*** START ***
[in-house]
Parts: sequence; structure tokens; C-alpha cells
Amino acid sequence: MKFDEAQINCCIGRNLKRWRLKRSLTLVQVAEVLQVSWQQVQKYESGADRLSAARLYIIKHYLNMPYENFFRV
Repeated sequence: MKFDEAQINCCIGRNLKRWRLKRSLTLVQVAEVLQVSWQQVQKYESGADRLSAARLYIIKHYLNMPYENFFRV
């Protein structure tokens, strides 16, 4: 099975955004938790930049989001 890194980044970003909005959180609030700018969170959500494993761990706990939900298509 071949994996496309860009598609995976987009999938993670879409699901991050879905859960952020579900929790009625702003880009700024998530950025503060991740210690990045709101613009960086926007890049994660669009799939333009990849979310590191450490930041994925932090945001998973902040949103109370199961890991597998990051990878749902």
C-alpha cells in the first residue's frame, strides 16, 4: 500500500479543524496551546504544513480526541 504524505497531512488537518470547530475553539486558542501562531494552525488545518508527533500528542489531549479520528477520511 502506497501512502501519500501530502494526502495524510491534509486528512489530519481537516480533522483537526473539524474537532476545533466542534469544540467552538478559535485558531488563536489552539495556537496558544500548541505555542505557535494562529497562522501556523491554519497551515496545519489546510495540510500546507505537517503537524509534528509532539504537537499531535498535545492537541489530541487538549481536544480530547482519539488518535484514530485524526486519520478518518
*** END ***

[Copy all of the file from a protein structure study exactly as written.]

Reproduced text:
[in-house]
Parts: sequence; structure tokens; C-alpha cells
Amino acid sequence: MKFDEAQINCCIGRNLKRWRLKRSLTLVQVAEVLQVSWQQVQKYESGADRLSAARLYIIKHYLNMPYENFFRV
Repeated sequence: MKFDEAQINCCIGRNLKRWRLKRSLTLVQVAEVLQVSWQQVQKYESGADRLSAARLYIIKHYLNMPYENFFRV
């Protein structure tokens, strides 16, 4: 099975955004938790930049989001 890194980044970003909005959180609030700018969170959500494993761990706990939900298509 071949994996496309860009598609995976987009999938993670879409699901991050879905859960952020579900929790009625702003880009700024998530950025503060991740210690990045709101613009960086926007890049994660669009799939333009990849979310590191450490930041994925932090945001998973902040949103109370199961890991597998990051990878749902």
C-alpha cells in the first residue's frame, strides 16, 4: 500500500479543524496551546504544513480526541 504524505497531512488537518470547530475553539486558542501562531494552525488545518508527533500528542489531549479520528477520511 502506497501512502501519500501530502494526502495524510491534509486528512489530519481537516480533522483537526473539524474537532476545533466542534469544540467552538478559535485558531488563536489552539495556537496558544500548541505555542505557535494562529497562522501556523491554519497551515496545519489546510495540510500546507505537517503537524509534528509532539504537537499531535498535545492537541489530541487538549481536544480530547482519539488518535484514530485524526486519520478518518